UPDATED: Shares of Disney popped more than 13% Friday, as investors cheered the Mouse House’s monster-size content flex outlined at its 2020 investor day for stepped-up push to accelerate its global direct-to-consumer streaming offensive.

Disney stock closed at an all-time high of $175.72 (up 13.6%), pushing the company’s market cap to just over $318 billion. To date this year, the company’s shares are up 21%. Netflix shares were in slightly negative territory most of the day, presumably on fears of greater competition from Disney, before a late rally to end the day up 0.4%.

Amid the torrent of Disney’s news yesterday, it announced 105 movies and TV series, 80% of which are pegged for its direct-to-consumer streaming outlets; said Disney Plus reached nearly 87 million global paid customers as of Dec. 2; massively raised sub forecasts for Disney Plus to 230 million-260 million by September 2024; and outlined the 2021 rollout of Star, a new international entertainment service akin to Hulu that will be integrated with Disney Plus outside the U.S.

Disney also announced price increases for Disney Plus: In the U.S., it will rise by $1 per month, to $7.99 in March 2021, on a standalone basis; in Europe, it’s rising by €2 per month to €8.99 alongside Star’s debut in February.

“While we expected to hear about Disney’s accelerated content investment in their DTC businesses, the sheer size and quality of the content tsunami headed to Disney Plus was mind-blowing and frightening to any sub-scale company thinking about competing in the scripted entertainment space,” MoffettNathanson analyst Michael Nathanson wrote in a Dec. 11 research note.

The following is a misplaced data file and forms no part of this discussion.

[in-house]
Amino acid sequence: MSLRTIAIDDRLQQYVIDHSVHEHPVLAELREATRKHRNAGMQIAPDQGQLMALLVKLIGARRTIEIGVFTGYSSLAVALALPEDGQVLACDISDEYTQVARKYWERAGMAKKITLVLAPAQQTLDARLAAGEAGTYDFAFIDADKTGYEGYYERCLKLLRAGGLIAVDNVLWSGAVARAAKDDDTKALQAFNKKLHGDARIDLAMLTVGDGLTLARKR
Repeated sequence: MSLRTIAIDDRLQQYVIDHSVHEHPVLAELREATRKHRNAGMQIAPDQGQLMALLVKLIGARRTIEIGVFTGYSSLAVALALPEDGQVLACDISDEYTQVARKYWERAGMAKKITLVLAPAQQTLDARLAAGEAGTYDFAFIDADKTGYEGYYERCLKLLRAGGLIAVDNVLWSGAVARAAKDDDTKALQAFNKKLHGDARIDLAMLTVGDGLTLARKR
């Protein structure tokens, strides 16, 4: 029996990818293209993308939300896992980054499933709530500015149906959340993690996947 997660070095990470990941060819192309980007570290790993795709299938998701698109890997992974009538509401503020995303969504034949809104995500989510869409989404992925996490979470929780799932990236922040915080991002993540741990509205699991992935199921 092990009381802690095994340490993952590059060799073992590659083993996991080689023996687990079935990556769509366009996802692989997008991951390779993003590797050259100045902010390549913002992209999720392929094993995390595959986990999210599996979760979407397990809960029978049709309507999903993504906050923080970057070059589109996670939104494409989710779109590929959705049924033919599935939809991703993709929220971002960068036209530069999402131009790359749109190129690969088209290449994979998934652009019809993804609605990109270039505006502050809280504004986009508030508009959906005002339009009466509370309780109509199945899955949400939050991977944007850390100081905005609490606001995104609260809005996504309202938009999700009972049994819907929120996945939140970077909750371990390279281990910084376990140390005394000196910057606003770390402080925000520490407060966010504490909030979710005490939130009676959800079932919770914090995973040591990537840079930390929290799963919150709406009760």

Among the new content in the Disney Plus pipeline are 10 Star Wars series, 10 Marvel series, and 15 Disney and Pixar Animation coming over the next several years, announced by Kareem Daniel (pictured above), named head of the newly created Disney Media and Entertainment Distribution group two months ago.

“We believe Disney remains the best-positioned traditional media company to compete globally with the internet giants as video consumption moves online,” UBS Securities’ John Hodulik wrote in a research note Friday.

All told, Disney now projects 300 million-350 million streaming subscribers through fiscal 2024, including Disney Plus, Hulu, ESPN Plus, Star, and other products. CFO Christine McCarthy told investors Disney expects to spend $8 billion-$9 billion on Disney Plus content alone for fiscal 2024, when she said the streamer is expected to achieve profitability.

With potentially $35 billion in revenue from DTC for FY’24, that “would leave streaming as its single largest business” if Disney realizes its goals, Morgan Stanley’s Ben Swinburne wrote in a research note.

Even with the significant investment in DTC and gathering momentum, Disney didn’t signal an all-in plunge into the streaming pool. Unlike WarnerMedia’s move to release the entire Warner Bros. ’21 film day-and-date on HBO Max and in theaters, Disney is being more selective: Two films — “Pinocchio” starring Tom Hanks and “Peter Pan and Wendy” — will forego theatrical releases to debut on Disney Plus, while “Raya and the Last Dragon” will premiere on Disney Plus the same time as it opens in theaters next March (for a $30 rental), as Disney did with the live-action “Mulan.”

And, while some observers had speculated Disney might unveil a full standalone ESPN streaming service, which would be a major blow to the pay-TV sector, that wasn’t in the offing. Still, the shift to direct-to-consumer streaming will put pressure on Disney’s existing TV business, analysts said.

With Disney’s total spending on DTC content pegged at $14 billion-$15 billion by FY’24, that implies the company will spend $4/sub on streaming programming compared with $7 for Netflix today, per UBS’s Hodulik. For Disney, “We believe this level of spend and tighter integration of the Disney DTC services will continue to pressure the linear sub base in the U.S.,” the analyst wrote.

In a similar vein, Swinburne noted, “it is possible the U.S. pay-TV business sees incremental cord-cutting as Disney and others pour capital into unbundled services.”

Despite Disney’s aggressive streaming subscriber targets, analysts also noted that the conglom predicts that 30%-40% of the projected Disney Plus base by FY’24 will come from India’s Disney Plus Hotstar. That carries much lower pricing than other regions: In India, Disney Plus VIP costs INR 399 (about $5.40) per year and Disney Plus Premium is INR 1499 ($20) per year.